It is one thing to make these kinds of agreements but another to convince the entire organization of their usefulness. How do you prepare employees in such an “excellent organization” for a constantly changing future? Aalders: “Then you come to the point of change management. Different subgroups of your organization must recognize themselves in what is being presented. It already starts with communicating that. But they must also feel that they can contribute to it. And that means that you also must ensure that there is balance in the agenda you put down. For a research organization, you tend to focus very much on the content of the programs. But suppose there’s also a major IT transformation in between, or you’re being merged with another company, and you don’t make that visible in that agenda. In that case, people are prone to think, ‘Hey, obviously, that’s not important’. So, always show the complete picture and provide constant relevant updates throughout the year because everything keeps moving. That way, even if unexpected things happen, you can consider them in your program.”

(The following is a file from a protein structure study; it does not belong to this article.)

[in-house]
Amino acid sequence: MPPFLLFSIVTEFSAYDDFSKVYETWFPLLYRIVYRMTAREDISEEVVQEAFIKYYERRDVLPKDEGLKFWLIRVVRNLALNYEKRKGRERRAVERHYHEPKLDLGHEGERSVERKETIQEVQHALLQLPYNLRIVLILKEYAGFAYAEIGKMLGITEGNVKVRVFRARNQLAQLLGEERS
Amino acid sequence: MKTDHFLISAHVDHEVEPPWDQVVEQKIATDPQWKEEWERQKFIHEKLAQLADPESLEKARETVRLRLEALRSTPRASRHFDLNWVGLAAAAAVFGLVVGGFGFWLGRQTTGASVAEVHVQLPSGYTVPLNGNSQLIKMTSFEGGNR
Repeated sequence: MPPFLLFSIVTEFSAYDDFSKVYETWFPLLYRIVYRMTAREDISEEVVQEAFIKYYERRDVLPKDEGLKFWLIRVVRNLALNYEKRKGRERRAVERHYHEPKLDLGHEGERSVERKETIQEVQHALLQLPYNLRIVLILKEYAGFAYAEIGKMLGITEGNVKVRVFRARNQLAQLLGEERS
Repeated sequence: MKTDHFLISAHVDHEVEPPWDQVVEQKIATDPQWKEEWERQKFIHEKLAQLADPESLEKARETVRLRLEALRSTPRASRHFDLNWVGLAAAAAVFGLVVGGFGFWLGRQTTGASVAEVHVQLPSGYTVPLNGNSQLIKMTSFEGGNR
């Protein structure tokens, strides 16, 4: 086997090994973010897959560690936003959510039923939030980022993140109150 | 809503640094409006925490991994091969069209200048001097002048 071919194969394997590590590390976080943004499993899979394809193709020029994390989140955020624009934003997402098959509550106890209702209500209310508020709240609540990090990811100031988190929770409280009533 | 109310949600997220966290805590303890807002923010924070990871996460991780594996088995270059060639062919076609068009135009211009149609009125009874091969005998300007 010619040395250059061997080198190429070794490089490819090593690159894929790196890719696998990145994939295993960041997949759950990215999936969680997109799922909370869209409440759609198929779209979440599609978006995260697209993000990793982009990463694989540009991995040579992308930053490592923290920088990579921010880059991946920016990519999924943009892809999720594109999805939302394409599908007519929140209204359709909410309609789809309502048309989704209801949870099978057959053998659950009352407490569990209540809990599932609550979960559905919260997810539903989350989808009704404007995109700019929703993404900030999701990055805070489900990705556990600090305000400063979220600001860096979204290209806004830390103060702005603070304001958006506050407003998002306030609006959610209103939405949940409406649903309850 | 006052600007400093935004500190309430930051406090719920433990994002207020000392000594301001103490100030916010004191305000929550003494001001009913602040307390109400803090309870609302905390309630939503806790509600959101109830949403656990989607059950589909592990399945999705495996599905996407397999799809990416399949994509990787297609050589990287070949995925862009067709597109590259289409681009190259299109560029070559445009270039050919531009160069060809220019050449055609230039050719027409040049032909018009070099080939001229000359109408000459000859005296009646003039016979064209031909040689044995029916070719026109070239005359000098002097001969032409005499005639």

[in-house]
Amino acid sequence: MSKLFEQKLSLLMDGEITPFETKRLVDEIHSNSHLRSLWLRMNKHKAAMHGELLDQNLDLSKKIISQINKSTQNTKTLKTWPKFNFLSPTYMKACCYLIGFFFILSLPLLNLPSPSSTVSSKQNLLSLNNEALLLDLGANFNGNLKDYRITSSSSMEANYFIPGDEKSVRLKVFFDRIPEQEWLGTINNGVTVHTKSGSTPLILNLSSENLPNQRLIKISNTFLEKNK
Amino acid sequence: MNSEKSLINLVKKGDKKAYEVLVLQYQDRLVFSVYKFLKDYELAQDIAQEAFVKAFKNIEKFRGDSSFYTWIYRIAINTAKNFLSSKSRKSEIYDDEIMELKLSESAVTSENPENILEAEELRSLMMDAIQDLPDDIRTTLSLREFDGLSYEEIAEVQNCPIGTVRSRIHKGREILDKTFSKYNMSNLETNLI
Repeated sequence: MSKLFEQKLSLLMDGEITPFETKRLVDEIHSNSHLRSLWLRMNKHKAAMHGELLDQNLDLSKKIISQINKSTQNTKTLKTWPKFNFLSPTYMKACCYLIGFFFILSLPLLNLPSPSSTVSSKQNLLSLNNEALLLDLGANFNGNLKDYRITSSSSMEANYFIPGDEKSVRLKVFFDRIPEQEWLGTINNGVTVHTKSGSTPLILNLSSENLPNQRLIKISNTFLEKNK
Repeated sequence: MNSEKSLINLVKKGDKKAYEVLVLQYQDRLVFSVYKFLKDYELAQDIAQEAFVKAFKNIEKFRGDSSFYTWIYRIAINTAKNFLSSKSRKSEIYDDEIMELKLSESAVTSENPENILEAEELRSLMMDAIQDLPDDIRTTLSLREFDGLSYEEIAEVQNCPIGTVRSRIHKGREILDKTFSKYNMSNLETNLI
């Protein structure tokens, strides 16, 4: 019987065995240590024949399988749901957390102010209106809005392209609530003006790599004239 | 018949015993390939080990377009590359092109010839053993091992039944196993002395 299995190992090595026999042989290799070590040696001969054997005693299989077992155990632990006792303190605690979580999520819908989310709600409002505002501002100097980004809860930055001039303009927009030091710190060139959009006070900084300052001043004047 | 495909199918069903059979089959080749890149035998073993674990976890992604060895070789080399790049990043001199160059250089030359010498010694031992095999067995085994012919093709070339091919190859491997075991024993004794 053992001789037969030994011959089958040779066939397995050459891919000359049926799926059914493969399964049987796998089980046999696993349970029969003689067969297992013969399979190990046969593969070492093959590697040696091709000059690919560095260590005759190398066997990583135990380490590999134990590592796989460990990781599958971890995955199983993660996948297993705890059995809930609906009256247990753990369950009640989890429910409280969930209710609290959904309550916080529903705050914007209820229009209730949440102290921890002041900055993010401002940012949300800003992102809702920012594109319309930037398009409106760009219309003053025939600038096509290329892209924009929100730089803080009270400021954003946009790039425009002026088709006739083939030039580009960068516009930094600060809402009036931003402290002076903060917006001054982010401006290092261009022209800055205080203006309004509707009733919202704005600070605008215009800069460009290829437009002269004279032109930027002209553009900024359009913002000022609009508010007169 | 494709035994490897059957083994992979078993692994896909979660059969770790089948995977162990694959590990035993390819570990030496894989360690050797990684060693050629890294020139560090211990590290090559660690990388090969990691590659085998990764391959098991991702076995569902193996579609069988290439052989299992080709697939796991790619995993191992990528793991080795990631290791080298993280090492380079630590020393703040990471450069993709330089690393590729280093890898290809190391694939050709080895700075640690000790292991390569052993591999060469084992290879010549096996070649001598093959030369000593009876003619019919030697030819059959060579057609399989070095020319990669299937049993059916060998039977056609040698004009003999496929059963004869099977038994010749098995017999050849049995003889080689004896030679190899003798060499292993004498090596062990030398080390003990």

Ferrie Aalders
Ferrie Aalders

Cabinet formation

An exciting aspect of Aalders’ vision is his belief that these principles apply to high-tech companies, governments, and other sectors. “I am even convinced that it can help in the cabinet formation. There, an agenda is laid for what we as a country think is important for the next four years and how we as a society will implement that.” He looks thoughtfully ahead for a moment and then says convincingly, “The Dutch Government may need it even more than other sectors, particularly because they are a very poor innovator. This is partly because the government wants to treat every citizen equally. And therefore introduces measures far too generically.”